Suzanne Berger

Suzanne Berger is Raphael Dorman-Helen Starbuck Professor of Political Science and, together with Institute Professor Phillip Sharp, chairs MIT's Production in the Innovation Economy project. She is the author of How We Compete: What Companies Around the World Are Doing to Make It in the Global Economy and other books.

  • Making in America

    Making in America

    From Innovation to Market

    Suzanne Berger

    How America can rebuild its industrial landscape to sustain an innovative economy.

    America is the world leader in innovation, but many of the innovative ideas that are hatched in American start-ups, labs, and companies end up going abroad to reach commercial scale. Apple, the superstar of innovation, locates its production in China (yet still reaps most of its profits in the United States). When innovation does not find the capital, skills, and expertise it needs to come to market in the United States, what does it mean for economic growth and job creation? Inspired by the MIT Made in America project of the 1980s, Making in America brings experts from across MIT to focus on a critical problem for the country.

    MIT scientists, engineers, social scientists, and management experts visited more than 250 firms in the United States, Germany, and China. In companies across America—from big defense contractors to small machine shops and new technology start-ups—these experts tried to learn how we can rebuild the industrial landscape to sustain an innovative economy. At each stop, they asked this basic question: “When you have a new idea, how do you get it into the market?” They found gaping holes and missing pieces in the industrial ecosystem.

    Even in an Internet-connected world, proximity to innovation and users matters for industry. Making in America describes ways to strengthen this connection, including public-private collaborations, new government-initiated manufacturing innovation institutes, and industry/community college projects. If we can learn from these ongoing experiments in linking innovation to production, American manufacturing could have a renaissance.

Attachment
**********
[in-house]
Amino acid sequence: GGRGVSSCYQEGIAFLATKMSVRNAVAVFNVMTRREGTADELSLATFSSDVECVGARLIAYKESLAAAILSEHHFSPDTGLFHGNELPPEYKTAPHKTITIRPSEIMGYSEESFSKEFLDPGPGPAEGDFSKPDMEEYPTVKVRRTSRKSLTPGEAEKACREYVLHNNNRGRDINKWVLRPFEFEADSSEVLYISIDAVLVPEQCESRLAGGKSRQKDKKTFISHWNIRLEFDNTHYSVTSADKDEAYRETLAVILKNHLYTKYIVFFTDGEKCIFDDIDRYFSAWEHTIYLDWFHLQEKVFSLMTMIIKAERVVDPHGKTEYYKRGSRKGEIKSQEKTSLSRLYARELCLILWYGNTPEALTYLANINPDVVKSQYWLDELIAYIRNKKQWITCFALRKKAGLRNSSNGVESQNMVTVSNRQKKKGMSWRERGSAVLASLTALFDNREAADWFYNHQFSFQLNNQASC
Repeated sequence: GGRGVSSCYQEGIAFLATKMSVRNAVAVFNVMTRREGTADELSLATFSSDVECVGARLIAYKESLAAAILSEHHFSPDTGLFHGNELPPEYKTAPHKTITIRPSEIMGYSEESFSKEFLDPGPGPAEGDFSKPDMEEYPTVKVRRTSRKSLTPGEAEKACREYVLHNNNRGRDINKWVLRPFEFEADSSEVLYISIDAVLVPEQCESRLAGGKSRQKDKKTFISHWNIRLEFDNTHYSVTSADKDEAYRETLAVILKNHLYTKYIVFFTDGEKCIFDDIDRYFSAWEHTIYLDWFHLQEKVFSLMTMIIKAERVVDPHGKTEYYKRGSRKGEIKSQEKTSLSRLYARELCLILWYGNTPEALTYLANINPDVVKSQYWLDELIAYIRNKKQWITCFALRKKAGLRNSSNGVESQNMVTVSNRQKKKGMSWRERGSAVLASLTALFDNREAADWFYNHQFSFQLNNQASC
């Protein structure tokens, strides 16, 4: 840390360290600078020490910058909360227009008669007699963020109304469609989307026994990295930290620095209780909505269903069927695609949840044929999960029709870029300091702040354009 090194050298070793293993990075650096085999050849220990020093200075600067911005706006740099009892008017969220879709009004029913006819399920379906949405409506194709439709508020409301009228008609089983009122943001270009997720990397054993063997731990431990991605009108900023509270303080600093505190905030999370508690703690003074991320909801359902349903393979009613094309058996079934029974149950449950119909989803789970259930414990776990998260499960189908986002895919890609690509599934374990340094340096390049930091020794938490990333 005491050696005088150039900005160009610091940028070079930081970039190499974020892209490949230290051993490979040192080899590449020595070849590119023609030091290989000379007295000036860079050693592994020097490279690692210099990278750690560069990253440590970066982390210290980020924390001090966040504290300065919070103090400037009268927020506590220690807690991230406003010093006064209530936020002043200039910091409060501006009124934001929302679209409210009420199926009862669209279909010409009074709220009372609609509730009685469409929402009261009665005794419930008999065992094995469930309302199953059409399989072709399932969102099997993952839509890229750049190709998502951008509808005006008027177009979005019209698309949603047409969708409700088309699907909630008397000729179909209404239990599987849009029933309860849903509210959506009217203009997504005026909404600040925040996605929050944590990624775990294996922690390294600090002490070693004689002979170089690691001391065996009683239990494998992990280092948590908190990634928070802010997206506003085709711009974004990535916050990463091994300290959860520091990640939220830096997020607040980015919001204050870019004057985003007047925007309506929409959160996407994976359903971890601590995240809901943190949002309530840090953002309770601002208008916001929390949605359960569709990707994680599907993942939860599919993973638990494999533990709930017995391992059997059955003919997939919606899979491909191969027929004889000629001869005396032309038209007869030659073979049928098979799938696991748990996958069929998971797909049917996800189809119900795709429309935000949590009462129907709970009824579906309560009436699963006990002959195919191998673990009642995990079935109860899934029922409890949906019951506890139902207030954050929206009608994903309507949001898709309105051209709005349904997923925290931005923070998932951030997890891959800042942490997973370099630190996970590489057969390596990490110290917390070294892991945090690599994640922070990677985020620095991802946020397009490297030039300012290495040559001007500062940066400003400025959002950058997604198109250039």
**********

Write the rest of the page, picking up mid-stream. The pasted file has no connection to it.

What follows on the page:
• Hardcover $28.00
    • Paperback $17.95

Contributor

  • Economy in Society

    Economy in Society

    Essays in Honor of Michael J. Piore

    Paul Osterman

    Prominent economists discuss internal labor markets, the dynamics of immigration, labor market regulation, and other key topics in the work of Michael J. Piore.

    In Economy in Society, five prominent social scientists honor Michael J. Piore in original essays that explore key topics in Piore's work and make significant independent contributions in their own right. Piore is distinctive for his original research that explores the interaction of social, political, and economic considerations in the labor market and in the economic development of nations and regions. The essays in this volume reflect this rigorous interdisciplinary approach to important social and economic questions.

    M. Diane Burton's essay extends our understanding of internal labor markets by considering the influence of surrounding firms; Natasha Iskander builds on Piore's theory of immigration with a study of Mexican construction workers in two cities; Suzanne Berger highlights insights from Piore's work on technology and industrial development; Andrew Schrank takes up the theme of regulatory discretion; and Charles Sabel discusses theories of public bureaucracy.

    • Hardcover $30.00